Re:In the SIMULATOR? (0)

Anonymous Coward | about a year ago | (#45480981)

Most of that has already been mostly modelled for existing autopilot systems.

Re:In the SIMULATOR? (2)

Shinobi (19308) | about a year ago | (#45481101)

Keyword there being "mostly".

Also, far more extensive than an automated car would need.

The thing is, the aircraft autopilots are not AI's, and are tasked with routine tasks such as stabilising the plane, maintaining a level course etc. Adding decision making beyond "sensor data unavailable, alert pilot and disengage" would require you to carry a cluster on board, and a beefy expert system at the very least, preferably an AI....

Re:In the SIMULATOR? (1)

rmstar (114746) | about a year ago | (#45481103)

Let's face it, automated cars is a fundamentally easier to solve problem, due to far fewer variables and complications, and weaker forces involved.

Cars=moving in X and Y axis... Aircraft=moving in X, Y AND Z axis...

AND on top of it, it has to keep moving at a speed above some minimum velocity with respect to the surrounding air. A car can just stop. It may be dangerous, but not as much as when a plane just stops in the middle of the air.

Re:In the SIMULATOR? (1)

IndustrialComplex (975015) | about a year ago | (#45480835)

And the systems to see the broken engines would be powered by what? Also, the emergency maneuvers have to be programmed in, based on human experience. Humans also have the advantage of being able to generalise and abstracting, able to adapt from one situation to fit into another situation more or less on the fly.

If you are to the point where your engines are broken, and you have completely lost power so much that the FCS is down, I'm not quite sure how much any pilot is going to be able to help you on a large aircraft. He couldn't even get on the intercom to tell people to 'smoke em if they got em' if it reached the level of bad you are describing.

Re:In the SIMULATOR? (1)

Shinobi (19308) | about a year ago | (#45480887)

Read up on and watch a few documentaries about the Hudson River crash landing

Re:In the SIMULATOR? (0)

Anonymous Coward | about a year ago | (#45480921)

APU sure sounds like a battery to me..... I think they already have those, and can even turn them on when generators fail! Wow, I know!

Re:In the SIMULATOR? (1)

fisted (2295862) | about a year ago | (#45480829)

I see no reason why a computer couldn't use visual clues and alternate sensors to detect velocity.. These may have been harder in the past, but certainly possible with today's technology.

Check.

I also see no reason why a computer couldn't visually see broken engines and do an emergency maneuver.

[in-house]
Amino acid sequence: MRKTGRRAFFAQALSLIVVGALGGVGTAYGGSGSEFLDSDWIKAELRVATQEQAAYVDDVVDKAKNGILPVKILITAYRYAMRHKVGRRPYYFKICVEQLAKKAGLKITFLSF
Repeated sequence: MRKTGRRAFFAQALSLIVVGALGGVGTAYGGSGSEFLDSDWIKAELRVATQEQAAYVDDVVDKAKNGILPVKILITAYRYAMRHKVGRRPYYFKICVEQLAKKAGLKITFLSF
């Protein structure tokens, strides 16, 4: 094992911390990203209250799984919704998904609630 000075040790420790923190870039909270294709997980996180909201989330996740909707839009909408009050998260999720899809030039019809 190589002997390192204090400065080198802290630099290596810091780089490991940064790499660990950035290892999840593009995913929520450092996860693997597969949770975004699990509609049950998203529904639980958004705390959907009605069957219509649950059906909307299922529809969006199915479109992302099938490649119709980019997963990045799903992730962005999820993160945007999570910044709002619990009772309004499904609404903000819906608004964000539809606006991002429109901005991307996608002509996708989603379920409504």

Check.

I also see no reason why a computer couldn't learn from the Hudson landing and be able to do similar maneuvers.

No. We are unlikely to see that before someone comes up with strong A.I.

Re:In the SIMULATOR? (0)

Anonymous Coward | about a year ago | (#45480623)

A human can get an appreciation of velocity even without working pitot tubes, in a middle of a weather system where GPS doesn't work. The flight computer can't handle that, which is why it disconnected and warned in the case of the Air France flight.

The flight computer can't handle that yet. I mean, where comes the human's appreciation of velocity from? Well, three sources: Experience (which is just collected data), knowledge of physical relations (that's the easiest thing to program in), and experience from the senses (which is essentially sensor data). Nothing which could not be replicated in software. The point is that the computer would have to be programmed to estimate missing data from one sensor from available data from other sensors (and also simple check routines to estimate the reliability of data; but I guess they are already built in, to know when to give up control to the pilot). The more sensors are available, the better.

In the case of the Hudson River landing, bird strikes took out both engines simultaneously, killing power. Pilot manually switched over to APU.

Well, for that step, you'd not need a trained pilot, a standard technician would suffice. Indeed, probably it could even be automated, with a separate low-power computer running on battery which starts the APU as soon as the normal power fails. Actually, on a completely autonomous plane I could even imagine the APU running all the time, to prevent the computer to ever be without power.

Re:In the SIMULATOR? (4, Interesting)

Shinobi (19308) | about a year ago | (#45480739)